This community (like most others in the late Qing and Republic eras) organized itself through an extensive network of voluntary social organizations. These included first and foremost “hometown” and “all-Guangdong” guilds that provided a number of goods to their members including entertainment, networking opportunities, insurance and even death benefits. Other popular social institutions included schools for Cantonese speaking children, hospitals, charitable associations, music and Cantonese opera societies and even athletic associations and martial arts clubs.
We are used to thinking of the Jingwu Association as a purely national organization, and not without reason. As I mentioned in the introduction it advanced a very strong argument about how Chinese national identity should be constituted. Yet in a recent essay (“Where Guangdong Meets Shanghai: Hong Kong Culture in a Trans-regional Context.” In Helen F. Siu and Agnes S. Ku eds. Hong Kong Mobile: Making a Global Population. Hong Kong University Press, 2008) May Ba Ching has suggested that the creation of the Jingwu Association can also be understood as a natural extension of the network of voluntary associations meant to provide services to Shanghai’s expatriate Cantonese community.
This had actually never occurred to me before, but when you look at the list of the organization’s founding members it is remarkable the percentage of them that hailed from Guangdong and were native Cantonese speakers. Ching also points out that the public schools who were quickest to petition Jingwu for martial arts instruction for their students were also part of the regional Cantonese network of voluntary associations.
In addition to martial arts the early Shanghai Jingwu Association also put a lot of time and money into musical programs. Chen Gongzhe himself was an important patron of the musical training classes. These resources were in turn used to support graduation ceremonies, parades and opera’s within Shanghai’s Cantonese speaking community. So while Jingwu eventually grew into a successful national (and even international) organization, its social and organizational roots may be more parochial than one might guess.
Yet where would a small voluntary association such as this get the capital that it needed to support its various teaching efforts, let alone expand across China and eventually South East Asia?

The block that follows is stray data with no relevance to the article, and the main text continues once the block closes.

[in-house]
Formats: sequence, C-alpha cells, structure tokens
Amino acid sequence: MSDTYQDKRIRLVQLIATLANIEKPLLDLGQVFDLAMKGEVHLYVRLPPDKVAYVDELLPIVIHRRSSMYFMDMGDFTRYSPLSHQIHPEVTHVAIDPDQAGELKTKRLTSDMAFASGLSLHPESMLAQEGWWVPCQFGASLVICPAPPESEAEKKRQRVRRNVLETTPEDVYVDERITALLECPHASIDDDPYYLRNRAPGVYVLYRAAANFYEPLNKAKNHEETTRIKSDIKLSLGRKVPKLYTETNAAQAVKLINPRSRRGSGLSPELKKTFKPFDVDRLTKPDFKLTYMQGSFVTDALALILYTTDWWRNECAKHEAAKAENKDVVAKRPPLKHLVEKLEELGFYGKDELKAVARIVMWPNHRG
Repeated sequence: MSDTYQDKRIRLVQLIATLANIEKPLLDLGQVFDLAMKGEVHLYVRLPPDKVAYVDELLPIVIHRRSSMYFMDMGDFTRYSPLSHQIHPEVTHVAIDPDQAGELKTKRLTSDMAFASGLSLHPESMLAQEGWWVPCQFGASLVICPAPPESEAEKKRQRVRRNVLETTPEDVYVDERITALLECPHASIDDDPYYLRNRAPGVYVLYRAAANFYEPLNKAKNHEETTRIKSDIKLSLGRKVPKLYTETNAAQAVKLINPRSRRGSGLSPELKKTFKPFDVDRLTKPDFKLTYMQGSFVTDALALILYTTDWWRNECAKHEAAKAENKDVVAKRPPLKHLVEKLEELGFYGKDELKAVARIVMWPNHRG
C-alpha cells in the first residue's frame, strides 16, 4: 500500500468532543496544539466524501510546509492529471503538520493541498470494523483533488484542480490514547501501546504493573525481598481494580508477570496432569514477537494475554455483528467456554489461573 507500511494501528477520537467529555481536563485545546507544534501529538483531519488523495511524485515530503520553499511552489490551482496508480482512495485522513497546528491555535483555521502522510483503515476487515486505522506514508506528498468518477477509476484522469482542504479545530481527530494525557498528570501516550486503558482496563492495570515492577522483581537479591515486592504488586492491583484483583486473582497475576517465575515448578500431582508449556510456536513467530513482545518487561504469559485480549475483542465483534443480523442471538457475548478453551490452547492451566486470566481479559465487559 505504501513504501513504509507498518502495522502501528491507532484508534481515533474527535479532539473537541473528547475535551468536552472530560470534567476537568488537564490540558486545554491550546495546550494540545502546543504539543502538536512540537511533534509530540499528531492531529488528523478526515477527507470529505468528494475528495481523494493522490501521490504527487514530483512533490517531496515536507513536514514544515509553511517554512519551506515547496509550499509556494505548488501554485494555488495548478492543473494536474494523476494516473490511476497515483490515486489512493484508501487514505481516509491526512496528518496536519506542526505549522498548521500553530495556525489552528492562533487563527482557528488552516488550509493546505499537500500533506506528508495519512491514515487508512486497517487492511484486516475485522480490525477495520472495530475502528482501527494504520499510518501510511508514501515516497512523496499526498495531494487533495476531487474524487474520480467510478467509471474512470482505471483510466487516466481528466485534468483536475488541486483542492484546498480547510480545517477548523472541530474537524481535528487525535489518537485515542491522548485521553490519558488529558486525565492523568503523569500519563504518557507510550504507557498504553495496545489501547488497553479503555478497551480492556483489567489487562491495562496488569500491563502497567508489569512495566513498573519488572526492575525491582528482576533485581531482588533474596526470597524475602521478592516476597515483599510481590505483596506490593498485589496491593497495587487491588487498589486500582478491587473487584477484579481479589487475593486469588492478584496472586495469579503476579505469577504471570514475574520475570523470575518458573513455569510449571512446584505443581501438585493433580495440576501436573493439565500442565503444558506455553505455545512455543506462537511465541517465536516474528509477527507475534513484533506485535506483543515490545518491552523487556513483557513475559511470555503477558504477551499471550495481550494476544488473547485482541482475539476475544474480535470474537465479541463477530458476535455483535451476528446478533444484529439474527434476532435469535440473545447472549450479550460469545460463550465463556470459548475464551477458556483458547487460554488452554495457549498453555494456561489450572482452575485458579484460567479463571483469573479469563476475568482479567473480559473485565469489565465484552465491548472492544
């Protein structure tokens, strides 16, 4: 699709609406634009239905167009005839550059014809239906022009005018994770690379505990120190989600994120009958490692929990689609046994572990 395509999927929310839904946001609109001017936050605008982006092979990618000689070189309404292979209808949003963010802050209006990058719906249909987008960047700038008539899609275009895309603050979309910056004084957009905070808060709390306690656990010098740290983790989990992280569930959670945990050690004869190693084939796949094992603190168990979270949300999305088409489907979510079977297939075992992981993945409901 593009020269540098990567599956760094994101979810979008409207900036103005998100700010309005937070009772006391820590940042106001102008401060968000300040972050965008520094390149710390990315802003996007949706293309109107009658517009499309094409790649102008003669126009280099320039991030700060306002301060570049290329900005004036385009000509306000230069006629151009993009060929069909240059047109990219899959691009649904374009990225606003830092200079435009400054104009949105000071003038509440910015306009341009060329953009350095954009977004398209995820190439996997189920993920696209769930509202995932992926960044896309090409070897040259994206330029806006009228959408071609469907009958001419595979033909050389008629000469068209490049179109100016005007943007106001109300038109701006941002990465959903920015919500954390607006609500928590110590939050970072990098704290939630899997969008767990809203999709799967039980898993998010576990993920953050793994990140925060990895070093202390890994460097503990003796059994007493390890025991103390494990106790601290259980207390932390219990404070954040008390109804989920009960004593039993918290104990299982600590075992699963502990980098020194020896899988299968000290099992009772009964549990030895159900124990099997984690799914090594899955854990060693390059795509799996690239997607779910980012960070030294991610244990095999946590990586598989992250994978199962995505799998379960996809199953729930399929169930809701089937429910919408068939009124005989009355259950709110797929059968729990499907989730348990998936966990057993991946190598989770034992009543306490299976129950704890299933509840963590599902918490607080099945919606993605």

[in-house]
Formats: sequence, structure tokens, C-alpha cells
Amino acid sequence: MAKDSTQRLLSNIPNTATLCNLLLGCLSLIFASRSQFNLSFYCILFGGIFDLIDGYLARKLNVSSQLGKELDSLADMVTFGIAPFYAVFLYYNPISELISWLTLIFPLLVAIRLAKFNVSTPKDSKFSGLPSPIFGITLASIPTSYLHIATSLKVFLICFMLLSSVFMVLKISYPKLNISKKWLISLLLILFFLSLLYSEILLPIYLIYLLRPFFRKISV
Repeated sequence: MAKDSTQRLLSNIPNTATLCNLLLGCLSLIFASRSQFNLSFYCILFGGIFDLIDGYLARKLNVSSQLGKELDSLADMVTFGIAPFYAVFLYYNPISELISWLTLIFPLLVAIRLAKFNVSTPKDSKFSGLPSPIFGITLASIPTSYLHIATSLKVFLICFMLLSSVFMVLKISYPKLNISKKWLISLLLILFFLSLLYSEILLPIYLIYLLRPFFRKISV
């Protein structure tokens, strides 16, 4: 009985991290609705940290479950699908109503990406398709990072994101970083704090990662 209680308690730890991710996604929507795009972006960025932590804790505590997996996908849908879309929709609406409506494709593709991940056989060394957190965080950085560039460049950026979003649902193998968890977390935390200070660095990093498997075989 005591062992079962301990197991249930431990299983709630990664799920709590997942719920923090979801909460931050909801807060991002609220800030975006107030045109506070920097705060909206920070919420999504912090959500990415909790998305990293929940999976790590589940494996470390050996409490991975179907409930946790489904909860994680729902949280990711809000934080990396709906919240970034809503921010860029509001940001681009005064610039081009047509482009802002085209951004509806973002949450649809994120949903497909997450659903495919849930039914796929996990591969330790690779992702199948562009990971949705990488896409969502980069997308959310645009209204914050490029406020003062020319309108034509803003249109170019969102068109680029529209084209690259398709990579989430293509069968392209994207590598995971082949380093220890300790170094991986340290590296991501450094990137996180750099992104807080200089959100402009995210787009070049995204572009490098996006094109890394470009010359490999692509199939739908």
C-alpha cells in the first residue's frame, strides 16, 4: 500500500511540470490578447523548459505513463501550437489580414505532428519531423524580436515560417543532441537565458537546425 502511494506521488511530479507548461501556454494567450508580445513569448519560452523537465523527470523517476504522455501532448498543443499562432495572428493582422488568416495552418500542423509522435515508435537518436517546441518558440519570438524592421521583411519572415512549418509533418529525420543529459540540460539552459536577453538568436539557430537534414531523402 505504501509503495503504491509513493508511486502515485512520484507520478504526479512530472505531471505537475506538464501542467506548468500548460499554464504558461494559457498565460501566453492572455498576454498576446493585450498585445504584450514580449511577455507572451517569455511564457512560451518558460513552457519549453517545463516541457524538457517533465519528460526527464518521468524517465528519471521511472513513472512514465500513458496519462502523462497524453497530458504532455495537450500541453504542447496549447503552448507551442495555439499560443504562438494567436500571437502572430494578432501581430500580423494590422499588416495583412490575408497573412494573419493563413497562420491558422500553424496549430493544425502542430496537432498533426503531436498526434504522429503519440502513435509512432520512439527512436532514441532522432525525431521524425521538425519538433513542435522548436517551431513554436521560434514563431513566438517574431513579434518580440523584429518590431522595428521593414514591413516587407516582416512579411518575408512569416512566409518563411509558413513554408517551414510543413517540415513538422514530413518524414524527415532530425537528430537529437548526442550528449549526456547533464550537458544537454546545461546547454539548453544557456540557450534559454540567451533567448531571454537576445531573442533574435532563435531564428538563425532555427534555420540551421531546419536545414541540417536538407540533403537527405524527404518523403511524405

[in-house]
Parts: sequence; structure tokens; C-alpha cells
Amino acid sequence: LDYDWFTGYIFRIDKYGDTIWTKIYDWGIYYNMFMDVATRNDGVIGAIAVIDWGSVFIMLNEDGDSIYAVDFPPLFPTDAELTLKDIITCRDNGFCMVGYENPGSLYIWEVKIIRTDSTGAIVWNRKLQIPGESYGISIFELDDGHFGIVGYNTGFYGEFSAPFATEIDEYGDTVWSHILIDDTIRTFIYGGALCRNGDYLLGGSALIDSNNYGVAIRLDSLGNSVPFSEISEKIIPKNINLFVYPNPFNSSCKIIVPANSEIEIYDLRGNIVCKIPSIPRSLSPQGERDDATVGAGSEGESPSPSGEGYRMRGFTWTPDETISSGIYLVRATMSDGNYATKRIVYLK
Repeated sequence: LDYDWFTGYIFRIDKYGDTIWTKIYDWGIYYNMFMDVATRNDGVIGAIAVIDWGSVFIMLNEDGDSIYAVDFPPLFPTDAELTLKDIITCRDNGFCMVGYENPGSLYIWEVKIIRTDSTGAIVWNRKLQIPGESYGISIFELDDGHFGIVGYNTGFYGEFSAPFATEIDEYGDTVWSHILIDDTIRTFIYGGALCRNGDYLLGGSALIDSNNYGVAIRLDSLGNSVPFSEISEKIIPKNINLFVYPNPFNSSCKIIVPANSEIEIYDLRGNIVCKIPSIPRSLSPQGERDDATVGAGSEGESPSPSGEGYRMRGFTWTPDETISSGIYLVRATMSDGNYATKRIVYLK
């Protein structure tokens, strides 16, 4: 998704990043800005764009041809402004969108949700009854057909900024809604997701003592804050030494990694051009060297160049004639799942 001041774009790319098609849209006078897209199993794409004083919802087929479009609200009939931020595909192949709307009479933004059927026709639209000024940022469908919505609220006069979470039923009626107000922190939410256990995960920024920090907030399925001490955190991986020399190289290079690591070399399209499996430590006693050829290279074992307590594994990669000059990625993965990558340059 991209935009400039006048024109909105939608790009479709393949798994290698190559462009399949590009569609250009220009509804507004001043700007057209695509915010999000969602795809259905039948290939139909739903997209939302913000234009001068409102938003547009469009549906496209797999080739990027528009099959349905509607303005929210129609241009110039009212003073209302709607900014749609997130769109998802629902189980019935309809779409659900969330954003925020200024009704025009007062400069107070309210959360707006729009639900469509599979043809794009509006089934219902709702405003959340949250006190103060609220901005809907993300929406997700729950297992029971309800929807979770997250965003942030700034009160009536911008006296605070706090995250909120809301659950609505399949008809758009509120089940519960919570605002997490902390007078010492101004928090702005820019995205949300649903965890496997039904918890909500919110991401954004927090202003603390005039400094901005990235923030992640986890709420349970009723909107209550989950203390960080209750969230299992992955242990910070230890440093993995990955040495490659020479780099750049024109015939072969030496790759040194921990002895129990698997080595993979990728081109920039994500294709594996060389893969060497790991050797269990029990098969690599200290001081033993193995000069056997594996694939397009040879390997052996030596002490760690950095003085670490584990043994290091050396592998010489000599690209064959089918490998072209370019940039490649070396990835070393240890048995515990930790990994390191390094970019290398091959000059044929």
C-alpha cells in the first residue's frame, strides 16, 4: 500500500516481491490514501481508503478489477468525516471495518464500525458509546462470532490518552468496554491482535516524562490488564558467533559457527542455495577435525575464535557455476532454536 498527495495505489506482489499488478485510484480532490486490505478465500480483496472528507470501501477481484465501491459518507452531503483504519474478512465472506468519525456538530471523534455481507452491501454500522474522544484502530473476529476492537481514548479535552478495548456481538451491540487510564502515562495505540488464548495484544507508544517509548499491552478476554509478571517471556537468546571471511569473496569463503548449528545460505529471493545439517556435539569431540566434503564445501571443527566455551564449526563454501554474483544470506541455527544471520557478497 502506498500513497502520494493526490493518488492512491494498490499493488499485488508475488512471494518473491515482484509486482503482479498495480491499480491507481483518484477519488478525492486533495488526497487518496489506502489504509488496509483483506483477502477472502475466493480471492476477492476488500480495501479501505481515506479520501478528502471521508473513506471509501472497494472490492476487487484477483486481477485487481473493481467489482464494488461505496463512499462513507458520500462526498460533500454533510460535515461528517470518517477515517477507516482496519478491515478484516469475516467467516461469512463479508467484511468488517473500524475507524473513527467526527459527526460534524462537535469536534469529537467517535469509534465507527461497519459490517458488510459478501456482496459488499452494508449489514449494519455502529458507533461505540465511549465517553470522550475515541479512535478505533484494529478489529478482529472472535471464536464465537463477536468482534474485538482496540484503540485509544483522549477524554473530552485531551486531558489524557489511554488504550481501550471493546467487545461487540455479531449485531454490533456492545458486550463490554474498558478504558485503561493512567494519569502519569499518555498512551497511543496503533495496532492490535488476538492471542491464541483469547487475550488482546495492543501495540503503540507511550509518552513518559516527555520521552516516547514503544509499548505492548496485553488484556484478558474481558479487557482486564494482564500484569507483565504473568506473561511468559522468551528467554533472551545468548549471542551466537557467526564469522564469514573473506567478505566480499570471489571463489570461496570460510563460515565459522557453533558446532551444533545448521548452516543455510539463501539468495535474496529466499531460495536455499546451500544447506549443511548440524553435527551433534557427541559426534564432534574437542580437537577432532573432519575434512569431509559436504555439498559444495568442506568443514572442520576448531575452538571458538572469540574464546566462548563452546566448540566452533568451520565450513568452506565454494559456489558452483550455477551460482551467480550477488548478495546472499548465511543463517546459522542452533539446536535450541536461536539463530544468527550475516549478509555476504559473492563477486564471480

Chen Shengtang (the father of both Chen Gongzhe and Chen Shichao) was a prominent local business owner in Shanghai. Like many other member of the local Cantonese community his family hailed originally from Zhongshan (located between Foshan to the north and Macau to the south) in Guangdong. He made his fortune in hardware with the Yueruixiang Metal Co. in Shanghai. His son Chen Gongzhe (who would inherit and expand the family hardware business) was also born in Shanghai in 1890.
Chen Gongzhe (1890-1961) was an active child. In 1904 he joined a local football (soccer) league, suggesting that either he or his family possessed a modern outlook on the question of physical culture. Unfortunately I have not been able to locate much information on the childhood of his sister Chen Shichao. That will have to be the subject of future research. Still, the experiences of her brother are at least suggestive that she was raised in a relatively liberal and cosmopolitan atmosphere.
After finishing his primary schooling Chen enrolled in Fudan University in Shanghai for his subsequent education. Brian Kennedy has pointed out that Fudan was newly established when he enrolled, and that at the time it had a reputation as China’s most progressive educational institution. This fits with what we know about the subsequent careers and writings of the Chen siblings.
Chen Gongzhe made good use of his time in University. He studied a number of subjects, including some that would become quite useful in later attempts to promote the Jingwu Association, particularly photography. During this same time (approximately 1910-1912) he studied martial arts actively at the Jingwu Association and he would even perform at public sporting events hosted by the group.